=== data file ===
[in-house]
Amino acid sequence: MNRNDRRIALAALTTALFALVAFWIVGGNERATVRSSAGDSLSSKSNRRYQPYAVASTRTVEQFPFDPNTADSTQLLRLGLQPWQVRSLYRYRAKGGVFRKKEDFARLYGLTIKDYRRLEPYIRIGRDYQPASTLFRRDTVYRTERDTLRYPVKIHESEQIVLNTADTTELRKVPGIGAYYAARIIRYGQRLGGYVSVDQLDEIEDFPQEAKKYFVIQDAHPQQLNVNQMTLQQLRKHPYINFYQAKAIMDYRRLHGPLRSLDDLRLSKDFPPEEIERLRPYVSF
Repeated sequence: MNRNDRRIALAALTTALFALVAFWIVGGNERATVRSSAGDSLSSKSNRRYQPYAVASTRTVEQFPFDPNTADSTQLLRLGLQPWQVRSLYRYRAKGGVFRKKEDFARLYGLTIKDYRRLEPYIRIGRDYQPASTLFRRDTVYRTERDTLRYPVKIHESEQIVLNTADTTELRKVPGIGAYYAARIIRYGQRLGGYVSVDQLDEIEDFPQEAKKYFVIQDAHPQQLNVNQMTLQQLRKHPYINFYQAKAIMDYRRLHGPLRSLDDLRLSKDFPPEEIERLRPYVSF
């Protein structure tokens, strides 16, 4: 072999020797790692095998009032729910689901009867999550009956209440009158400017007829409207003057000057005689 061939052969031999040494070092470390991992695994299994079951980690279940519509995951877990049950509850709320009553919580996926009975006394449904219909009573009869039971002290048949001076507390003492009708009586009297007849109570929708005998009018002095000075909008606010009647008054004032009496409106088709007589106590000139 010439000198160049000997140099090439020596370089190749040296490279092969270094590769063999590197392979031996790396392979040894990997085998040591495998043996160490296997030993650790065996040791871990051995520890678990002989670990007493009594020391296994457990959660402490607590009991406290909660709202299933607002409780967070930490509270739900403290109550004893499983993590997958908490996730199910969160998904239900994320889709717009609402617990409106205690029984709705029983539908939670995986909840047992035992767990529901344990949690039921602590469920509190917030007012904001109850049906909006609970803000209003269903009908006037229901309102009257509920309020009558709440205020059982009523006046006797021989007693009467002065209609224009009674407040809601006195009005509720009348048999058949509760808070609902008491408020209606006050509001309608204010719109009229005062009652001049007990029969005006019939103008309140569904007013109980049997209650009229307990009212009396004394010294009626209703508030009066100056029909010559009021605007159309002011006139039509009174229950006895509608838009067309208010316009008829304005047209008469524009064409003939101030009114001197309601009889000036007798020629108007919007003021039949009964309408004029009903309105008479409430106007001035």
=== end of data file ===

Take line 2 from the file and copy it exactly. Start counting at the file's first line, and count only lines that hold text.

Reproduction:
Amino acid sequence: MNRNDRRIALAALTTALFALVAFWIVGGNERATVRSSAGDSLSSKSNRRYQPYAVASTRTVEQFPFDPNTADSTQLLRLGLQPWQVRSLYRYRAKGGVFRKKEDFARLYGLTIKDYRRLEPYIRIGRDYQPASTLFRRDTVYRTERDTLRYPVKIHESEQIVLNTADTTELRKVPGIGAYYAARIIRYGQRLGGYVSVDQLDEIEDFPQEAKKYFVIQDAHPQQLNVNQMTLQQLRKHPYINFYQAKAIMDYRRLHGPLRSLDDLRLSKDFPPEEIERLRPYVSF